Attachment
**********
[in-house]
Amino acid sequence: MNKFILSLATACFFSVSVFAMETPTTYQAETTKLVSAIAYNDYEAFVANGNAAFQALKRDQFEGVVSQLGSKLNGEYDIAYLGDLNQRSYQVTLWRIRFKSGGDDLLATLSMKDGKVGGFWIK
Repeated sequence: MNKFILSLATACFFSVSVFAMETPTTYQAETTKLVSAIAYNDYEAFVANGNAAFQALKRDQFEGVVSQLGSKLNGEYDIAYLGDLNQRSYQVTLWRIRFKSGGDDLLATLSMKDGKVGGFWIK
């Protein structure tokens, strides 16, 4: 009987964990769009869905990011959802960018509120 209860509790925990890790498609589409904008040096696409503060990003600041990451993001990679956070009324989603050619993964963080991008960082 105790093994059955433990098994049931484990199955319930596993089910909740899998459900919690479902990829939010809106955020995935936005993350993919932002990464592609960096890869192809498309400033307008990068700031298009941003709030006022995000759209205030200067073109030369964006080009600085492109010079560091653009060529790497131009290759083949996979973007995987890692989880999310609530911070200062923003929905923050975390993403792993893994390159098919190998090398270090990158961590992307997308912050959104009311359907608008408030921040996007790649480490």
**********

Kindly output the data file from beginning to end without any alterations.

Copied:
[in-house]
Amino acid sequence: MNKFILSLATACFFSVSVFAMETPTTYQAETTKLVSAIAYNDYEAFVANGNAAFQALKRDQFEGVVSQLGSKLNGEYDIAYLGDLNQRSYQVTLWRIRFKSGGDDLLATLSMKDGKVGGFWIK
Repeated sequence: MNKFILSLATACFFSVSVFAMETPTTYQAETTKLVSAIAYNDYEAFVANGNAAFQALKRDQFEGVVSQLGSKLNGEYDIAYLGDLNQRSYQVTLWRIRFKSGGDDLLATLSMKDGKVGGFWIK
């Protein structure tokens, strides 16, 4: 009987964990769009869905990011959802960018509120 209860509790925990890790498609589409904008040096696409503060990003600041990451993001990679956070009324989603050619993964963080991008960082 105790093994059955433990098994049931484990199955319930596993089910909740899998459900919690479902990829939010809106955020995935936005993350993919932002990464592609960096890869192809498309400033307008990068700031298009941003709030006022995000759209205030200067073109030369964006080009600085492109010079560091653009060529790497131009290759083949996979973007995987890692989880999310609530911070200062923003929905923050975390993403792993893994390159098919190998090398270090990158961590992307997308912050959104009311359907608008408030921040996007790649480490």